Project Director

Kovach, Margaret

Department Examiner

Barbosa, Jose; Giles, David K.


Dept. of Biological and Environmental Sciences


University of Tennessee at Chattanooga

Place of Publication

Chattanooga (Tenn.)


As arguably the most widely used industrial eukaryote, Saccharomyces cerevisiae has become one of the many model organisms used to study molecular genetics. A recent unpublished study at the University of Tennessee - Chattanooga showed that yeast cells that had the ILV1 gene knocked out had reduced survivability under stress conditions. This study then focused on the role of ILV1 in the stress response of cells by measuring the expression levels of 11 candidate genes that are all involved in some critical pathway in the yeast to see how gene expression was influenced as a result of the loss of the functional ILV1 gene. The cells were introduced to four high-stress conditions; salinity, oxidative, osmotic, and heat, followed by RNA isolation and a two-step qRT-PCR protocol to measure the relative mRNA within the cells after stress incubation. The results showed that the expression of each of the candidate genes was higher in the ILV1 knockout strain relative to that of the wildtype, BY4743 strain under normal physiological conditions. However, the overall expression of the candidate genes showed a decrease in the knockout strain under the four stress treatment conditions. A direct comparison in the expression levels of the knockout strain relative to the wildtype strain showed no significant differences in expression under the stress conditions. Although the final expression levels of the two strains were not significantly different, the results do not show the magnitude of the change in expression under the stress conditions between the strain. Taking into consideration the higher expression of the candidate genes under normal conditions, the ILV1 knockout strain was more affected under stress conditions and had a larger magnitude of change in expression than the wildtype strain. These findings are consistent with ILV1 being pleiotropic and playing a role in some type of stress response.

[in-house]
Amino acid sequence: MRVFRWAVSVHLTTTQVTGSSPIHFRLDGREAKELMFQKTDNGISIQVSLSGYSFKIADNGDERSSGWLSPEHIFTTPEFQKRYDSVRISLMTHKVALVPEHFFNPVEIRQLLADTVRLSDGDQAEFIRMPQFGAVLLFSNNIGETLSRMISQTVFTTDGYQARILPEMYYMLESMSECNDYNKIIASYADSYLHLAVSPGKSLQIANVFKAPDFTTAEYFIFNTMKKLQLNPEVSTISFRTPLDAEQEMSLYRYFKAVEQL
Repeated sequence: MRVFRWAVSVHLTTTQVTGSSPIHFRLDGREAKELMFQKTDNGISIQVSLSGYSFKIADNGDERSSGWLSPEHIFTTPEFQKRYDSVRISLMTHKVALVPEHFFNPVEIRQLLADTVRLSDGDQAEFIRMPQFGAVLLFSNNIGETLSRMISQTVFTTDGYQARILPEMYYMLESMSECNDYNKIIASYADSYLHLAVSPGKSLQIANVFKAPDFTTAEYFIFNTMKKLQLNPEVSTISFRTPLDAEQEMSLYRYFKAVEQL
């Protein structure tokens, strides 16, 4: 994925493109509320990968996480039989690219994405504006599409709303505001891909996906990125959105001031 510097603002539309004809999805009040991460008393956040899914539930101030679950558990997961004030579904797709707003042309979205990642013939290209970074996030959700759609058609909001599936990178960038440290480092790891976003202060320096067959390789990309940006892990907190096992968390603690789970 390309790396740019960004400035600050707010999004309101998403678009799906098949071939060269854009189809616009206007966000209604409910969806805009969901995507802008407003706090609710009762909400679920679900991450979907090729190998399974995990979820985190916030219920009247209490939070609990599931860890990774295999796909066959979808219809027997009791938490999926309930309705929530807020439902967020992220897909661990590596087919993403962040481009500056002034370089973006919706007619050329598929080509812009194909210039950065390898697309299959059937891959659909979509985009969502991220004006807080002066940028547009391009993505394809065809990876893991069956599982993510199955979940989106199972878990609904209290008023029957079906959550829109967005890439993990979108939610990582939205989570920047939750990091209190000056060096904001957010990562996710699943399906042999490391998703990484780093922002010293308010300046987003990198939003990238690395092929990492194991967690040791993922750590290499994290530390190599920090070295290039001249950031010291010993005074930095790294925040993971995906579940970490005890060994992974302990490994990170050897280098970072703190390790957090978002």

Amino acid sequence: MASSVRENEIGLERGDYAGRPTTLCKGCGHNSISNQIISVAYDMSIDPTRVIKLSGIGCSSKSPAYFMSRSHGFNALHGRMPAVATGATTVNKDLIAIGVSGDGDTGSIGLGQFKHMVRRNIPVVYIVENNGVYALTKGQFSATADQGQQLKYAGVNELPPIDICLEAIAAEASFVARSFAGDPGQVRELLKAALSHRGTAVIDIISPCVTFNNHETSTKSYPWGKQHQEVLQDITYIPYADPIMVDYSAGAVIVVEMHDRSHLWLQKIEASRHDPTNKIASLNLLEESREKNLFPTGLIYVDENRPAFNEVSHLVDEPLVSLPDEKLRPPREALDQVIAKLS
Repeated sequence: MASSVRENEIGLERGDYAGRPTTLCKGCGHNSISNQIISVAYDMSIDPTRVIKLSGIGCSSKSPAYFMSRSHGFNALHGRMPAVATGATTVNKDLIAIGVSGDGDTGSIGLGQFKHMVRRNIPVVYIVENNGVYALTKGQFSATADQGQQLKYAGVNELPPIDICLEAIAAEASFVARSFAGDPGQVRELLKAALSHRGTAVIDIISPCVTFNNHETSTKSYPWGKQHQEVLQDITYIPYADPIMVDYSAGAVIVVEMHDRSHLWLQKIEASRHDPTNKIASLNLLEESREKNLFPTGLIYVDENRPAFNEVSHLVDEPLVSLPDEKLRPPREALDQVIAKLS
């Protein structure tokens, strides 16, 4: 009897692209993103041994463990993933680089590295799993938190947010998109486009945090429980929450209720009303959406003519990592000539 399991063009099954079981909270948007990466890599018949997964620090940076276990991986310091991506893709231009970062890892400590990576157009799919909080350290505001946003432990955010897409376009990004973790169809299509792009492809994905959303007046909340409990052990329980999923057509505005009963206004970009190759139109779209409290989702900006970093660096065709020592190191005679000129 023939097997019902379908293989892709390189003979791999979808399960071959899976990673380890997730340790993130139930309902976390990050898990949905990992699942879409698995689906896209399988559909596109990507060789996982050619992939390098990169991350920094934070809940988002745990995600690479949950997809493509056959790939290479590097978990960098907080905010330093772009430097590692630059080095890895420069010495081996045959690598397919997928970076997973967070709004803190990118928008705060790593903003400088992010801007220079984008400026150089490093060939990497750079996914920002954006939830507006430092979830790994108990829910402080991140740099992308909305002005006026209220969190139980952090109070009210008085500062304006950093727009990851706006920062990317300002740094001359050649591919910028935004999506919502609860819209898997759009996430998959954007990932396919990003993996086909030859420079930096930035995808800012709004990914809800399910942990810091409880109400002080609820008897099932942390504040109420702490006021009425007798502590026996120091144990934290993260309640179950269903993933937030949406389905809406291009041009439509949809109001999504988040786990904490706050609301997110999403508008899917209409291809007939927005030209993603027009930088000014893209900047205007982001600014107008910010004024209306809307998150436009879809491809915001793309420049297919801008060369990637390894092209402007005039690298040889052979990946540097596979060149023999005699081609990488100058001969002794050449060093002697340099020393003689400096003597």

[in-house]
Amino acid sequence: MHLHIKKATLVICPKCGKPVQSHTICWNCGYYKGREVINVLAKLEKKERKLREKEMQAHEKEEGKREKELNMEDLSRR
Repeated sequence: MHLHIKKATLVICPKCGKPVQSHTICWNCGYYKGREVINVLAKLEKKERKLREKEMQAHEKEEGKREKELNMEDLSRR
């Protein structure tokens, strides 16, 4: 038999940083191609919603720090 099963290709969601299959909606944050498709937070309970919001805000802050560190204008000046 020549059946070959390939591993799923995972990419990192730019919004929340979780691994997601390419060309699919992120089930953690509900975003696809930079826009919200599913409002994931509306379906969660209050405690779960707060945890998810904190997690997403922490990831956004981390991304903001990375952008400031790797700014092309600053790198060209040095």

First, I would like to thank Dr. Margaret Kovach for serving as my thesis director and guiding me through this lengthy, detail-oriented process, as well as postponing her retirement to allow me to be her final undergraduate research student. I have learned so much over the past year and a half and none of it would have been possible without her guidance. Next, I would like to thank Dr. Jose Barbosa for not only providing the topic of this study but also for teaching me the incredible biochemical reactions that are occurring in this beautiful model organism. The lessons that I have learned from both of these advisors are ones that I will carry with me for the rest of my life. I also want to thank Dr. David Giles for agreeing to be on my DHON committee and allowing me to take up some of his time so that I may propose the work that I have done. Lastly, I would like to thank Dr. Ethan Carver for providing the funds for an additional batch of reverse transcriptase needed after we had discovered that we did not have enough RNA for qRT-PCR. Without his generosity, we may have not been able to finish this study.


B. S.; An honors thesis submitted to the faculty of the University of Tennessee at Chattanooga in partial fulfillment of the requirements of the degree of Bachelor of Science.




Saccharomyces cerevisiae--Effect of stress on; Gene expression; Yeast


yeast; stress sensitivity; ILV1; pleiotropy; gene expression


Microbial Physiology

Document Type



63 leaves







Date Available